HOWLAND - Larry Prince has a way of pushing Pete Teringo's buttons.
The two World War II veterans never knew each other when both were captured in Europe in 1944 and held as prisoners of war at the same time.
It wasn't until Prince's daughter married Teringo's son that the unusual common ground became clear.
Larry Prince, 87, right, watches an airplane fly overhead while sitting on his front porch in Howland with Pete Teringo, 90. Both are World War II veterans and former prisoners of war.
Since then, Prince, 87, and Teringo, 90, frequently share the memories of serving their country.
Often Prince will get Teringo started and jog his memory about something, and then the two are off recalling the days gone by.
Both widowers now are living in the same senior citizens complex, hanging out together trading war stories and discussing family matters like last week's birth of their first common great-grandchild.
Jerry Teringo of Howland married Karen Prince in 1980.
The couple has three daughters, including their eldest, Sarah Williams, a teacher at North Road Elementary who gave birth last week to Ethan Michael, her first child and the first great-grandchild that the vets share. He joined the family at 3:48 p.m. Wednesday, weighing in at 6 pounds, 9 ounces at Trumbull Memorial Hospital.
Williams and her husband Michael, also a teacher, live in the Howland home that Teringo helped build.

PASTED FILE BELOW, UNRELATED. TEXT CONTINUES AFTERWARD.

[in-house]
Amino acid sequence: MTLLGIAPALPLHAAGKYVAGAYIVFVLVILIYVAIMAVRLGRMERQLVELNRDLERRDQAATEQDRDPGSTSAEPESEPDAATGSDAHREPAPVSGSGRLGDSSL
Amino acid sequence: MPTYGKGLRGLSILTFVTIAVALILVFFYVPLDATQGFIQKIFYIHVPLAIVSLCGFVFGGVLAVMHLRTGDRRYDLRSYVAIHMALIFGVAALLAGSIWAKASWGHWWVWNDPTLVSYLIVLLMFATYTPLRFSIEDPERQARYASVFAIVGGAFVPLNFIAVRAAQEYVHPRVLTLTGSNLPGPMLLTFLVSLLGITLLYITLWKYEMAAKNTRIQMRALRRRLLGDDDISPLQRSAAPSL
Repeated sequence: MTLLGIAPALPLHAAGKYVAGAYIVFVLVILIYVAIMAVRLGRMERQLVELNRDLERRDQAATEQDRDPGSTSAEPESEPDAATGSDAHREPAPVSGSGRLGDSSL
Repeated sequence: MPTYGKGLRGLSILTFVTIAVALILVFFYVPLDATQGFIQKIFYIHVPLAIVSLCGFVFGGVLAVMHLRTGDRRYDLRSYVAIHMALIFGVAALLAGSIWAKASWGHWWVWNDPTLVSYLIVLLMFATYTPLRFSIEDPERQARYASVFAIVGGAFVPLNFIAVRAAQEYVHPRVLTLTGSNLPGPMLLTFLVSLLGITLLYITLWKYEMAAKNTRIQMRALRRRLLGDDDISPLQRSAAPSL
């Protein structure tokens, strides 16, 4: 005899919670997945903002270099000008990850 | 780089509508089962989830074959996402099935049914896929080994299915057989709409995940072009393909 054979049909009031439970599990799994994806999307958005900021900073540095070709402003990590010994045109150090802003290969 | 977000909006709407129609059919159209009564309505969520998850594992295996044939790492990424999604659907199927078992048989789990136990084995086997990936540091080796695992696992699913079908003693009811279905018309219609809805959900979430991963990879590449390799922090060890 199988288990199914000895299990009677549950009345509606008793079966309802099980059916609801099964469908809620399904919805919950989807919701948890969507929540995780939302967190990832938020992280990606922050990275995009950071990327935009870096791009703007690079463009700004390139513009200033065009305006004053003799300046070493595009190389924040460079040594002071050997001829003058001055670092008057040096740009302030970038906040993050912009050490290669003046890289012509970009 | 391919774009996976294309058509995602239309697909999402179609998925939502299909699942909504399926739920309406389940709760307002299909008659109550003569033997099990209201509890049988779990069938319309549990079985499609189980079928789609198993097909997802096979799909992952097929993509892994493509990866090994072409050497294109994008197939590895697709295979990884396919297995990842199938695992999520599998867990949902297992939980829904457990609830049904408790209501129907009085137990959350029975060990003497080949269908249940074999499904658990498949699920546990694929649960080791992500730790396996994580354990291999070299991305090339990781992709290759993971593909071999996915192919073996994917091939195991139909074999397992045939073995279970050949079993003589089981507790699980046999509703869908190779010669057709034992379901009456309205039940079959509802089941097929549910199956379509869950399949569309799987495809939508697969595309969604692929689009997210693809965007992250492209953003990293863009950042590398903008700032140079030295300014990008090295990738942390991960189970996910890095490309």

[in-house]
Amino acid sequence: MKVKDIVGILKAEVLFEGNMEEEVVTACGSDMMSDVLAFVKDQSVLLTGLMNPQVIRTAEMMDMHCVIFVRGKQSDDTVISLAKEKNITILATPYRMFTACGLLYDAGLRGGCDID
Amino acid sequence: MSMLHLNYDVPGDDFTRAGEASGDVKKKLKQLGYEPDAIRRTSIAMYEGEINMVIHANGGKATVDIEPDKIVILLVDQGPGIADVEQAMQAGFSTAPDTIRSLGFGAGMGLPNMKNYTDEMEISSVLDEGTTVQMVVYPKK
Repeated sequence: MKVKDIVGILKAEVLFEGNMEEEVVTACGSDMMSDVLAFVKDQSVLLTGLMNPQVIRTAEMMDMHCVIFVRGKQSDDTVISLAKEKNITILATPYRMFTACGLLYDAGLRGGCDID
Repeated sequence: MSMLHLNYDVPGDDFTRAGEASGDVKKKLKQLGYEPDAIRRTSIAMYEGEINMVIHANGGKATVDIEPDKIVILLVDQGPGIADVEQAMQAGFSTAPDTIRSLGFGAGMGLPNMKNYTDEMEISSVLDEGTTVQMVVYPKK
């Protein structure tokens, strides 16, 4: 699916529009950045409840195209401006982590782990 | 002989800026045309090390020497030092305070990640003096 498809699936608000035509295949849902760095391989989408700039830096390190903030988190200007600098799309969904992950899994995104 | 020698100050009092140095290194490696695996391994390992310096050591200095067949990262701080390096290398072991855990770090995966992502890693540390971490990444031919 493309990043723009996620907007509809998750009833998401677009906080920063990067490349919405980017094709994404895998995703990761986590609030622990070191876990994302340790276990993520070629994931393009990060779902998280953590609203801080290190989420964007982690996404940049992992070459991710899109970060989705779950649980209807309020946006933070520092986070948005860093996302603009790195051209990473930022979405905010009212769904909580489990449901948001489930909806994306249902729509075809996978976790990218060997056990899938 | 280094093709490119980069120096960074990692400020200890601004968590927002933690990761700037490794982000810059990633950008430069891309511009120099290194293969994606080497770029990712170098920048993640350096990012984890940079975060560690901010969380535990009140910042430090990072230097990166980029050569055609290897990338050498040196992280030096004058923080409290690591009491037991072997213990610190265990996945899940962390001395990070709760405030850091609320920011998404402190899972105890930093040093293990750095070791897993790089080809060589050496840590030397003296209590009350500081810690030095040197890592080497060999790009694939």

This Memorial Day brings mixed feelings between the birth of the newest family member and the death of Teringo's wife, Anna Mae in 1997, and the loss of Prince's wife Phyllis in 2006.
While the two were captured and even held in close quarters as POWs during World War II, they never knew one another until the were united through the marriage of their children.
Next week the two will act as honorary guests and co-starters for Ohio Police and Fire Games 5K run and one-mile walk in Warren. The event will benefit the USO of Northern Ohio and veterans will be honored at a special ceremony.
Cpl. Teringo, in the Army infantry, was captured Nov. 15, 1944, near Metz, France, and held for a short time at the Stalag XII-A in Germany, known for its notoriously bad conditions. He was released in May 1945.
Tech Sgt.Prince, who served as a radio operator and gunner in the Army Air Corps, had been captured after his B-24 was shot down outside of Vienna, Austria, just one month earlier, in October 1944. Unknown to them at the time, he was held in close proximity to Teringo around the same time, until April 1945.